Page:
“Is it possible that the measles-mumps-rubella vaccine that is somehow being given in this lot to communities in Williamsburg and Lakewood and Monsey, maybe in Borough Park, is it possible that these lots are bad?” he asked, referring to areas in New York and New Jersey with large ultra-Orthodox Jewish communities.

“It’s fascinating because we’re told how contagious the disease is, but somehow it’s centered in the Jewish community.”

Despite Measles Warnings, Anti-Vaccine Rally Draws Hundreds of Ultra-Orthodox Jews

It’s fascinating that a pediatrician would actually think that any of this is possible

Bad lots of vaccines?

Does Palevsky, who runs a Wellness Center, realize that only about 3-4% of the people who have gotten measles in Brooklyn and Rockland County have been fully vaccinated. Most are unvaccinated.

How does that fit into Palevsky’s theories about bad lots, mutating measles viruses, and failed vaccines?

Since Palevsky doesn’t seem to believe in the germ theory of disease, that viruses and bacteria can actually cause us to get sick, it isn’t hard to figure out. For him, of course, it would be easier to blame vaccines instead of the measles virus, I guess even vaccines that these folks have never received.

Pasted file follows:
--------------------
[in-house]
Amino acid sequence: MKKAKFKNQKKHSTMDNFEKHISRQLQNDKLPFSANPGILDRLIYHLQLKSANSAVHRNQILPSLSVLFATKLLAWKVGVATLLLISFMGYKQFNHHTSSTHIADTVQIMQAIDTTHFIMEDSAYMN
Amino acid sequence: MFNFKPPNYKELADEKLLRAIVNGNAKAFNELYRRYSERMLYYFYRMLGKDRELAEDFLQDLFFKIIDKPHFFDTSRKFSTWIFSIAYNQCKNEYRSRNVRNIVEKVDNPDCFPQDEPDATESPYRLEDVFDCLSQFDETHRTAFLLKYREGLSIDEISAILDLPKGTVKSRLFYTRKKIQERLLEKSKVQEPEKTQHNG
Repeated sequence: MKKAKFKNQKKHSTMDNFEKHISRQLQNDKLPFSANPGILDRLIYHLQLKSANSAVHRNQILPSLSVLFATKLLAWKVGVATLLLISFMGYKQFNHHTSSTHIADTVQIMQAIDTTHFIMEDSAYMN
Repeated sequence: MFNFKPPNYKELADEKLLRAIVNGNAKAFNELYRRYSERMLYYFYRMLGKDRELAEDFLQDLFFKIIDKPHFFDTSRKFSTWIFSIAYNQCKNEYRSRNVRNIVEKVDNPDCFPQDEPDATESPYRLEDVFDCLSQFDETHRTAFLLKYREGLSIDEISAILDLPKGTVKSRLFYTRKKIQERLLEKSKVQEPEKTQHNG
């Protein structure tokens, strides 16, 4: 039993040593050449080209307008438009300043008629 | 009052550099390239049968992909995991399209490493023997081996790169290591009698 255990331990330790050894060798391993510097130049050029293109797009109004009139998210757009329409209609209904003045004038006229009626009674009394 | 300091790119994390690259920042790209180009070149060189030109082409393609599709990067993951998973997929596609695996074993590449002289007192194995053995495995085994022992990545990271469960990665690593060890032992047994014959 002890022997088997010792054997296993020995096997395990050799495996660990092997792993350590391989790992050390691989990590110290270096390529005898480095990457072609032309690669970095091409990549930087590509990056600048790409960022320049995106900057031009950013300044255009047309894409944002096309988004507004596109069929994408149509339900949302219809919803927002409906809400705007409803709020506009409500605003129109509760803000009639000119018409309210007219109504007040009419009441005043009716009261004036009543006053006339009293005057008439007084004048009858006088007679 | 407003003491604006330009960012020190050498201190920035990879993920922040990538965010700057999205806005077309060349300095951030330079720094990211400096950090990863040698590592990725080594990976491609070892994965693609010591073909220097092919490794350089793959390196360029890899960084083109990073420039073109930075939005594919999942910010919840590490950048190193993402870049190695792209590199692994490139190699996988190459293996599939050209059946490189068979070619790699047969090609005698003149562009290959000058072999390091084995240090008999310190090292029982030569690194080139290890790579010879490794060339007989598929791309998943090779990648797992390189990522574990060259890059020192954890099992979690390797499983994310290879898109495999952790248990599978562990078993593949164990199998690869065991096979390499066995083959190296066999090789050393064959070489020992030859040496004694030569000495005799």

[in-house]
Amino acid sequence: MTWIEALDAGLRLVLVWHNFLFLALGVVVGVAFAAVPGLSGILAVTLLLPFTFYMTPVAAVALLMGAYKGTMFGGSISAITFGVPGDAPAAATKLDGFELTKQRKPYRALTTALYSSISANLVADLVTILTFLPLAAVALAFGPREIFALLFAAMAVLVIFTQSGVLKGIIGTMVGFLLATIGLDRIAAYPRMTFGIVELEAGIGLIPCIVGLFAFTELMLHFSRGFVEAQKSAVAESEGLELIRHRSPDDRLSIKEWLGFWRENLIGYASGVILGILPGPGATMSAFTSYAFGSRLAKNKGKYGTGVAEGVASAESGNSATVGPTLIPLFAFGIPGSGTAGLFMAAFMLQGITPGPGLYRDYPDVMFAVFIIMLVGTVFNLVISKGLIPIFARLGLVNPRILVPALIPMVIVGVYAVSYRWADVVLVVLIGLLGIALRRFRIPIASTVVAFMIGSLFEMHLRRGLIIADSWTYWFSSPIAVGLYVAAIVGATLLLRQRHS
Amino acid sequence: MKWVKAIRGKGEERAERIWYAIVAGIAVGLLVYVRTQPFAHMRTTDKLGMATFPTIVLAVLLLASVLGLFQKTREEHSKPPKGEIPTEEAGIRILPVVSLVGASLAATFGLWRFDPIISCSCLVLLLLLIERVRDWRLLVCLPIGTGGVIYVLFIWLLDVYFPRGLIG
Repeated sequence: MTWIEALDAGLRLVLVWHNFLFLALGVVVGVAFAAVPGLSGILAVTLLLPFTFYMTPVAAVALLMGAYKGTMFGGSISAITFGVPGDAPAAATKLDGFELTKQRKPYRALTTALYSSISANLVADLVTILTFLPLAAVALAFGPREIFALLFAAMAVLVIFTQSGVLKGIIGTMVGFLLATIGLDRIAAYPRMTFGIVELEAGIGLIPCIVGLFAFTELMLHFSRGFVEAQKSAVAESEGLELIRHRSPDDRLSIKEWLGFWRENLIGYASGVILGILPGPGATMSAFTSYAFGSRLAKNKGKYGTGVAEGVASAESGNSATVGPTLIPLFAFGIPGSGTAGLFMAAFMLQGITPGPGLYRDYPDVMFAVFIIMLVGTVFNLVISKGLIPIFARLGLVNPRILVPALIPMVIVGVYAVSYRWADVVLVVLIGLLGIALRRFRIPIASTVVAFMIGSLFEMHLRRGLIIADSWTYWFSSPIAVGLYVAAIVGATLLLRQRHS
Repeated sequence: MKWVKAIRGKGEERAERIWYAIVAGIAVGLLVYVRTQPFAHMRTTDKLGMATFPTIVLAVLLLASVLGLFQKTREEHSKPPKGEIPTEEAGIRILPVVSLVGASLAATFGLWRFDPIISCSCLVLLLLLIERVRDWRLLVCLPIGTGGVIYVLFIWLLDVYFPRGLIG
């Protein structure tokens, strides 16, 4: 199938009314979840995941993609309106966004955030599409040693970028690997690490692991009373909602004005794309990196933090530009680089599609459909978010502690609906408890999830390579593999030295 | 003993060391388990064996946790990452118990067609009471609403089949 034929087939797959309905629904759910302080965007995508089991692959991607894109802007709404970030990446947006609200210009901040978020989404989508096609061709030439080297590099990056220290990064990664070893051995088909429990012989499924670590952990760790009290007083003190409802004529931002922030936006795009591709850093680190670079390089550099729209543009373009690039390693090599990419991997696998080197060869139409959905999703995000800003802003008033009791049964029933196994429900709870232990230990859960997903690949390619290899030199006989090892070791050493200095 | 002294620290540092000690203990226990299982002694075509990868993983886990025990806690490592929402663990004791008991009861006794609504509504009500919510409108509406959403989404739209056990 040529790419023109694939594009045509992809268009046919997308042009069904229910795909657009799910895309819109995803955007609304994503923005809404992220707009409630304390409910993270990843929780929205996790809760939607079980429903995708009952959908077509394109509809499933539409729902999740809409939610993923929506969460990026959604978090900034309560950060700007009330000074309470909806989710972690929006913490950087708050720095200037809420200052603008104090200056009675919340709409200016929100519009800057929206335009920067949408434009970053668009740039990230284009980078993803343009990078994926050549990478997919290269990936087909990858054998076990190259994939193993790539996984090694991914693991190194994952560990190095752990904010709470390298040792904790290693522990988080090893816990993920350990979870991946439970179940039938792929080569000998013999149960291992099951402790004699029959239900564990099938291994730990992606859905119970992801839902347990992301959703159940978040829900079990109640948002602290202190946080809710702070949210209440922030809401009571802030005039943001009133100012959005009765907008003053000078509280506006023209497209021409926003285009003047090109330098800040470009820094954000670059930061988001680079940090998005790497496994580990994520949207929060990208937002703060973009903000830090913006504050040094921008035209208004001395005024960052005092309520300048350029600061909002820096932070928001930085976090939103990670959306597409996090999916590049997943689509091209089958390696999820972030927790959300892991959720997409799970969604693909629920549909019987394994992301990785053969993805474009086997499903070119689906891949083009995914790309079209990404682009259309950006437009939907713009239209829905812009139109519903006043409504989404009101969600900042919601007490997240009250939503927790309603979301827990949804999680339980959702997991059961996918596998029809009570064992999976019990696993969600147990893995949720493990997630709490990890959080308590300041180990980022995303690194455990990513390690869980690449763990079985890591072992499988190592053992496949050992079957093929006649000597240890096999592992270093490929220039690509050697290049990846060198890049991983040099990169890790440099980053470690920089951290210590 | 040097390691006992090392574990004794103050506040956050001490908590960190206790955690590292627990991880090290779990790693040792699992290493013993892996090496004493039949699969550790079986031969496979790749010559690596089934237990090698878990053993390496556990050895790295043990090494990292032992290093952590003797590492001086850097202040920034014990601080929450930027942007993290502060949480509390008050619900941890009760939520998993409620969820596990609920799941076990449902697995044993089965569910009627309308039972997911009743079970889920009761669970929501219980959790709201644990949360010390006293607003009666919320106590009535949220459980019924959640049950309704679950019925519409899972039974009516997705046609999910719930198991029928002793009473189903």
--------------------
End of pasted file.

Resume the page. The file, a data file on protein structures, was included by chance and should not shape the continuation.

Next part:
Sure. It is anything and everything except the fact that parents are intentionally not vaccinating and protecting their kids…

What’s really fascinating is that people are still listening to this kind of misinformation when they can see the consequences of what happens when they leave their community unvaccinated and unprotected.

“I believe in what’s called a starvation diet for kids when they’re sick.”

Larry Palevsky

And that they are listening to it from folks like Palevsky!

“Most of the reason that kids get sick is to move or get rid of wastes anyway.”

Larry Palevsky

But just in case they don’t get better by just removing the wastes in their body or by using supplements, essential oils or herbs and reducing their stress levels, Palevsky is very happy to refer your child to one of the homeopaths, acupuncturists, chiropractors and/or other health professionals in his office.

Palevsky wants your child to “breathe more” when they get sick…

And that’s a clue to why we continue to see outbreaks of measles.

This industry of holistic and integrative “health professionals” goes out of their way to make sure parents are too scared to vaccinate their kids.

More on Larry Palevsky